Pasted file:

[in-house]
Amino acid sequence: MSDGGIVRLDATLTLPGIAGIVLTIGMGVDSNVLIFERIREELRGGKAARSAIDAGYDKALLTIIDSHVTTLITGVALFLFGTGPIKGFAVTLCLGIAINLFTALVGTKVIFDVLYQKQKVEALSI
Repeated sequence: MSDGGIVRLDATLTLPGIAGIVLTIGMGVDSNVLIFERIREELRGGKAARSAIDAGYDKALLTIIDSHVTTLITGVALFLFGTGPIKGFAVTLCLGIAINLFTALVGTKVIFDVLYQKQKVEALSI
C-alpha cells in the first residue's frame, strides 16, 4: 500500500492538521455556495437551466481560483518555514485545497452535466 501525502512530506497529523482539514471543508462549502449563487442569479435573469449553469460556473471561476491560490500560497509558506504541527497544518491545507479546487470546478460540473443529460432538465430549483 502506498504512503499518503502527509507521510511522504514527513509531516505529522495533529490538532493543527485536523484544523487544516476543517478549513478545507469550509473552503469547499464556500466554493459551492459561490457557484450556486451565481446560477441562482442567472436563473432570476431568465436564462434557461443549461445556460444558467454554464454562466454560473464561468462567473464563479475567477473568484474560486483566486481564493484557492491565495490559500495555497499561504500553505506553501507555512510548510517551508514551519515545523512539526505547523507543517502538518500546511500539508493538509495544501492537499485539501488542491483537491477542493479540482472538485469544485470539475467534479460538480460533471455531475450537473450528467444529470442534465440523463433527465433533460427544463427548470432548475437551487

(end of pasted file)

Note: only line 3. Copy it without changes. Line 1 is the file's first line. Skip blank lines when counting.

Repeated sequence: MSDGGIVRLDATLTLPGIAGIVLTIGMGVDSNVLIFERIREELRGGKAARSAIDAGYDKALLTIIDSHVTTLITGVALFLFGTGPIKGFAVTLCLGIAINLFTALVGTKVIFDVLYQKQKVEALSI